Wednesday, August 14, 2013

Teaching design students about materials and sustainability

So I'm in the middle of our in-town "intensive" session for the Boston Architectural College Master's Program in Sustainable Design. Our first site visit was to North Point in east Cambridge. North Point is a work-in-progress, a planned community-green space that was sparked by the completion of Boston's Big Dig. I've written about it several times in these posts.

Our second field visit was to the Boston Fens, just a few steps from the BAC and what I consider to be a 19-th century iteration of the process now underway at North Point. City, nature, people, landscape and its myriad interactions. It surprised me that students liked the Fens more than North Point. They felt comfortable there, connected, and inspired. Maybe it was because we got a little closer to nature.

I had a chance during our walk to stand under a leafy maple tree for a short discussion with the students. We noticed that the leaves were fluttering happily away in the wind, and I asked them to do a little thought exploration on how the leaves could function so well for the tree at the same time as they are light and airy, made up of almost "nothing." We discussed briefly cellulose and lignin and what they do in plant systems, but only very briefly. This is not a botany class.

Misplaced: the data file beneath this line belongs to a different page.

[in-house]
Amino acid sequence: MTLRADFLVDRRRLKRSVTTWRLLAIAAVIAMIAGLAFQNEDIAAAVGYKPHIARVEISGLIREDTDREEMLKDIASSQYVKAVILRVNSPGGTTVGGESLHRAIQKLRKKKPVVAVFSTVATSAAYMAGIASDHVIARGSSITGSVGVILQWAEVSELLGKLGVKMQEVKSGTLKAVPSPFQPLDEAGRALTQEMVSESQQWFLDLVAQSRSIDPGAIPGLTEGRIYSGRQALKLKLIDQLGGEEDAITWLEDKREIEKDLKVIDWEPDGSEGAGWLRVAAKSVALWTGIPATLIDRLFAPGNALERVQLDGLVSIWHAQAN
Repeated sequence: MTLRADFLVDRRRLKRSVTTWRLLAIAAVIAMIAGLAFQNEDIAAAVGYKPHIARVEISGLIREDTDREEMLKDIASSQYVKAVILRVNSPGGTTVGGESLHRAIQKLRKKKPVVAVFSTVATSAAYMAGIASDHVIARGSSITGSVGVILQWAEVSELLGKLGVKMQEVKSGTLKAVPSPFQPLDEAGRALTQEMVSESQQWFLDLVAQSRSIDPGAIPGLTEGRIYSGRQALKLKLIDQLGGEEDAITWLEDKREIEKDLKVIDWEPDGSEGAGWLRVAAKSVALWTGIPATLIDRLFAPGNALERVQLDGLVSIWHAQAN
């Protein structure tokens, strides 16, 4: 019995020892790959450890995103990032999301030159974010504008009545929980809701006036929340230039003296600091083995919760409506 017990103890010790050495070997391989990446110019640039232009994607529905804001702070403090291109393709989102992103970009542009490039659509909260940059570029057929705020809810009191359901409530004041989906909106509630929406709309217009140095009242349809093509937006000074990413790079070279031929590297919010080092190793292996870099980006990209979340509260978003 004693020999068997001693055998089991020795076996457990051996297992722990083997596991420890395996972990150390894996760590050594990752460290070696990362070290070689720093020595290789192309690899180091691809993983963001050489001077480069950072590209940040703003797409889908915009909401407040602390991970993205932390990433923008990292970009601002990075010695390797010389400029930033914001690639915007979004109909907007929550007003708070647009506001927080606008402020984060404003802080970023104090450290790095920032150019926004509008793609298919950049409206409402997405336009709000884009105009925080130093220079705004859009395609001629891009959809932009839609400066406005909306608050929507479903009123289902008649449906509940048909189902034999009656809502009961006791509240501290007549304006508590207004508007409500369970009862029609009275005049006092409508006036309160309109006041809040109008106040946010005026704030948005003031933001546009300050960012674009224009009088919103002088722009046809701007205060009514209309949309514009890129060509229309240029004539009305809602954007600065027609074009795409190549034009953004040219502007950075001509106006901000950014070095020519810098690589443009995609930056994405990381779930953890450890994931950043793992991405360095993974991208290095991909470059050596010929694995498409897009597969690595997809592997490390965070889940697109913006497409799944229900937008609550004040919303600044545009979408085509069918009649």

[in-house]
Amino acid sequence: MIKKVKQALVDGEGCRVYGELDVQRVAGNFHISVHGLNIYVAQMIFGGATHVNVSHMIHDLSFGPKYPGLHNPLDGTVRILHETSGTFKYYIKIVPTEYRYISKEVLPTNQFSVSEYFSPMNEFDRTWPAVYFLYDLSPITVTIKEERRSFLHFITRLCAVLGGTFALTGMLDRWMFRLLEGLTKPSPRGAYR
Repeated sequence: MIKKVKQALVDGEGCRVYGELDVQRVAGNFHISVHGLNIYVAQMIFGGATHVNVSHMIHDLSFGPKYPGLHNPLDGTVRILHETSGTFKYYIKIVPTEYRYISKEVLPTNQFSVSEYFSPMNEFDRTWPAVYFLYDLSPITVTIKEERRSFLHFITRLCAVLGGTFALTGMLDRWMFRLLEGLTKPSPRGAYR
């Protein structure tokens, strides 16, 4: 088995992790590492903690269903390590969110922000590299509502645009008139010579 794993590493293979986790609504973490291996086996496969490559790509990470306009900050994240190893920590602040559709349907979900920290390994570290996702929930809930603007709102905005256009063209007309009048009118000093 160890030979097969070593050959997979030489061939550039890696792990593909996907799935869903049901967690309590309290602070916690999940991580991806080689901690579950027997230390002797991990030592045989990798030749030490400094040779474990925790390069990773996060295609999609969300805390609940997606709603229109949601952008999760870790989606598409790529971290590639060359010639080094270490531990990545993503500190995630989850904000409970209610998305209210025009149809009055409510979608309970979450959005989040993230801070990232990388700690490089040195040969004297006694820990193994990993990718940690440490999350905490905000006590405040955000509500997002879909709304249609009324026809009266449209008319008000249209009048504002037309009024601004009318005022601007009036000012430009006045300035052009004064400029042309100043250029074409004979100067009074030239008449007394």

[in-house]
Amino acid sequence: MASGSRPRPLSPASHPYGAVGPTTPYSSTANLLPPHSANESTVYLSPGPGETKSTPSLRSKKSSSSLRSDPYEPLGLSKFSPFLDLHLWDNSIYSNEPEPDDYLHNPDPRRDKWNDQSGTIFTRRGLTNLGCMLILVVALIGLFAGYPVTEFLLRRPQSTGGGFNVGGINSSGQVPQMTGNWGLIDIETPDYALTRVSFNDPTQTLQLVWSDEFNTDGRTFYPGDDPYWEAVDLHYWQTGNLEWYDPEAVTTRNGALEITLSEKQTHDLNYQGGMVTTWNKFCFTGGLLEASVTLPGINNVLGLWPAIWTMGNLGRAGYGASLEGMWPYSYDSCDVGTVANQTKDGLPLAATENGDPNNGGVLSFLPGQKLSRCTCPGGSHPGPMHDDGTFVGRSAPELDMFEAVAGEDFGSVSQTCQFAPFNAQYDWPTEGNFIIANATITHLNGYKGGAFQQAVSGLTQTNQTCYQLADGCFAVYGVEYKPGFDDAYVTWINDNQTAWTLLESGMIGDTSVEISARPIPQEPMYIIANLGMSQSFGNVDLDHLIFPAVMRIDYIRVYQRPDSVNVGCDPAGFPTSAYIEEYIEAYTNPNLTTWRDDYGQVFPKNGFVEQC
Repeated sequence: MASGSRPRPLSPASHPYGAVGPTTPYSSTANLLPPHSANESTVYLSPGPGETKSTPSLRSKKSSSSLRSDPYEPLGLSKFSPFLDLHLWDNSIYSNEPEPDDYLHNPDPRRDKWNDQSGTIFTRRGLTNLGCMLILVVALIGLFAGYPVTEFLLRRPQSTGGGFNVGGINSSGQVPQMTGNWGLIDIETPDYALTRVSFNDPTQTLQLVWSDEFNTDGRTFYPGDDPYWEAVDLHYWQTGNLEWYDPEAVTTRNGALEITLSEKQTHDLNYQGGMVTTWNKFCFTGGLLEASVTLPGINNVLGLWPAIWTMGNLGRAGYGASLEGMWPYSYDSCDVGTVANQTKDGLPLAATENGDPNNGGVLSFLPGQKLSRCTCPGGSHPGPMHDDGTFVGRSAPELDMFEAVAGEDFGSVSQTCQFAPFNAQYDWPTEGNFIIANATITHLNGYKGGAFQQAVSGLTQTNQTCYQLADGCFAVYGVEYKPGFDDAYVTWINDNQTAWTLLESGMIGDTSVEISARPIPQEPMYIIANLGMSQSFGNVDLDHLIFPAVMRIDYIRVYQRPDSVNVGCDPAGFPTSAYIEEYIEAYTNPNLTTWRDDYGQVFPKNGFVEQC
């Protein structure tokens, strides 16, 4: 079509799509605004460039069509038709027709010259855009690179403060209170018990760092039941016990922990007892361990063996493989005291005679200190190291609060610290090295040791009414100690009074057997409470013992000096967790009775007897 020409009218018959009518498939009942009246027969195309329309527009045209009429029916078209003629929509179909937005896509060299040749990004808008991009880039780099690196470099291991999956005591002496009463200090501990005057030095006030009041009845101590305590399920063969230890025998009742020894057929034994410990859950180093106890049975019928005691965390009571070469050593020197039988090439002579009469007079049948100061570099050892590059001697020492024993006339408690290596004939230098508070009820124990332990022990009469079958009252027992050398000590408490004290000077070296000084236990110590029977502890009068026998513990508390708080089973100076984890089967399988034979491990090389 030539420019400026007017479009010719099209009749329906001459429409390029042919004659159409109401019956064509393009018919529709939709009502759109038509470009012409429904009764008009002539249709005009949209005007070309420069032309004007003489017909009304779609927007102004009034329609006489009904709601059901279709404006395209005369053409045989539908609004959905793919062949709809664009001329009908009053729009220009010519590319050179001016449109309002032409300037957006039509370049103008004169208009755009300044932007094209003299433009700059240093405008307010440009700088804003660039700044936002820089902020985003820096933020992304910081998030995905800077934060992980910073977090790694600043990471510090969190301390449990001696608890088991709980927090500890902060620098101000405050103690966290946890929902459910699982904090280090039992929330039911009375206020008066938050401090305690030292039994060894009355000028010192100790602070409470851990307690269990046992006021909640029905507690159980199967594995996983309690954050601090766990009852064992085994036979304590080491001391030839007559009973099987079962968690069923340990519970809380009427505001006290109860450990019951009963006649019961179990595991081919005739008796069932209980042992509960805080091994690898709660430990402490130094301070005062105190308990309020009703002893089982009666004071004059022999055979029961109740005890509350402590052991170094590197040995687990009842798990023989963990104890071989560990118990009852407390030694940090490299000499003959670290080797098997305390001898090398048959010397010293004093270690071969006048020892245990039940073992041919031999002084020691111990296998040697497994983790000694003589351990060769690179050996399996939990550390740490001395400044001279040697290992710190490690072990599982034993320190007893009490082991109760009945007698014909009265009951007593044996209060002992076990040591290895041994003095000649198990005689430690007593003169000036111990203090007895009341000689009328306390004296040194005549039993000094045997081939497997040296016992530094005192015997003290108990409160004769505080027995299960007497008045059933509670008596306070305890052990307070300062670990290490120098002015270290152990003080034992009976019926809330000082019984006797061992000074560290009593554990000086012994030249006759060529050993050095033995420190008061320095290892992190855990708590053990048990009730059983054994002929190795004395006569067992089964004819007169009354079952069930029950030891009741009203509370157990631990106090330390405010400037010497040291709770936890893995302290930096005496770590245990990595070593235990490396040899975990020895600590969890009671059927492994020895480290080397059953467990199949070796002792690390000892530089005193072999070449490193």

An hour later I had the students busy at work in our homeroom/laboratory where they engaged in an extended experience with zometool building pieces. Four groups ended up creating four distinct projects, with various shades of focus, noise, and fun.

One of the projects really surprised me. The students built catapults with the zometool, an unexpected outcome to say the least. But when they presented their work they discussed it in terms of materiality: How much catapult action did they get for the size of their structure and the number of pieces used? Their conclusion: The structures performed the same regardless of size or number of pieces...a great preliminary experiment in the use of materials in the built environment.

I asked the students how they came up with their design and their premise. Again I was surprised when they told me it related back to our study of leaves. How people make connections, how they relax into learning, how nature speaks to us in a "biophilic" sense, all of these are questions I'd like to pursue more. What lessons should we keep in mind when we design courses about design?

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